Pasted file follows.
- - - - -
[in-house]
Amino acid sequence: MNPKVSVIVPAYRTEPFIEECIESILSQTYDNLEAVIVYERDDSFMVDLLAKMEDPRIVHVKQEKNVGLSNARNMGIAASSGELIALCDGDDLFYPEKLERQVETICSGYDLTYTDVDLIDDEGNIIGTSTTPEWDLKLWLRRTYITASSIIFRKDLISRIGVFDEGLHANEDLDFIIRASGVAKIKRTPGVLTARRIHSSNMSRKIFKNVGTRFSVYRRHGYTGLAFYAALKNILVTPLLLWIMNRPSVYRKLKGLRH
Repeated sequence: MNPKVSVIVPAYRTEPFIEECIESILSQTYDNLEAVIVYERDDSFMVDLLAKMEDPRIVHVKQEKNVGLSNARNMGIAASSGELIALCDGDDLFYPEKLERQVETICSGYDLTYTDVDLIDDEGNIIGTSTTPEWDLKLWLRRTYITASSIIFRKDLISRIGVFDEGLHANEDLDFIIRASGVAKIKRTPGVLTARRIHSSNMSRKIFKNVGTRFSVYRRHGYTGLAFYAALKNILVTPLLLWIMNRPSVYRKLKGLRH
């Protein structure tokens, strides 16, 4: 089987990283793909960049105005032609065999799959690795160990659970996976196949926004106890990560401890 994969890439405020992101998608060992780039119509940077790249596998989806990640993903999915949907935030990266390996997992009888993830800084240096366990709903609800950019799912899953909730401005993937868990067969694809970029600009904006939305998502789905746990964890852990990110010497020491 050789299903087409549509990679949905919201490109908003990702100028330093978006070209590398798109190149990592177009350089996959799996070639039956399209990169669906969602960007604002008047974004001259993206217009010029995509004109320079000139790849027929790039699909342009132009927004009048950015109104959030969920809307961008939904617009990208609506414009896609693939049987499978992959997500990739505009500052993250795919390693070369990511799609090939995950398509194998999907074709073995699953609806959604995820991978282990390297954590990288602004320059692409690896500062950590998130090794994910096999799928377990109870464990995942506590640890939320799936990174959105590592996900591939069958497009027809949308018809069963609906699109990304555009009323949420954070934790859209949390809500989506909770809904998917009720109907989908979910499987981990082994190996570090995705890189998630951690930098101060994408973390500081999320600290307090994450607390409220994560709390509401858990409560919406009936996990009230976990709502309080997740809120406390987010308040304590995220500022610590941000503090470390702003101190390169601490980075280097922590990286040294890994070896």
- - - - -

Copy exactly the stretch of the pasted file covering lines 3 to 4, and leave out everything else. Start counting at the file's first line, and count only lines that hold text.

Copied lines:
Repeated sequence: MNPKVSVIVPAYRTEPFIEECIESILSQTYDNLEAVIVYERDDSFMVDLLAKMEDPRIVHVKQEKNVGLSNARNMGIAASSGELIALCDGDDLFYPEKLERQVETICSGYDLTYTDVDLIDDEGNIIGTSTTPEWDLKLWLRRTYITASSIIFRKDLISRIGVFDEGLHANEDLDFIIRASGVAKIKRTPGVLTARRIHSSNMSRKIFKNVGTRFSVYRRHGYTGLAFYAALKNILVTPLLLWIMNRPSVYRKLKGLRH
């Protein structure tokens, strides 16, 4: 089987990283793909960049105005032609065999799959690795160990659970996976196949926004106890990560401890 994969890439405020992101998608060992780039119509940077790249596998989806990640993903999915949907935030990266390996997992009888993830800084240096366990709903609800950019799912899953909730401005993937868990067969694809970029600009904006939305998502789905746990964890852990990110010497020491 050789299903087409549509990679949905919201490109908003990702100028330093978006070209590398798109190149990592177009350089996959799996070639039956399209990169669906969602960007604002008047974004001259993206217009010029995509004109320079000139790849027929790039699909342009132009927004009048950015109104959030969920809307961008939904617009990208609506414009896609693939049987499978992959997500990739505009500052993250795919390693070369990511799609090939995950398509194998999907074709073995699953609806959604995820991978282990390297954590990288602004320059692409690896500062950590998130090794994910096999799928377990109870464990995942506590640890939320799936990174959105590592996900591939069958497009027809949308018809069963609906699109990304555009009323949420954070934790859209949390809500989506909770809904998917009720109907989908979910499987981990082994190996570090995705890189998630951690930098101060994408973390500081999320600290307090994450607390409220994560709390509401858990409560919406009936996990009230976990709502309080997740809120406390987010308040304590995220500022610590941000503090470390702003101190390169601490980075280097922590990286040294890994070896």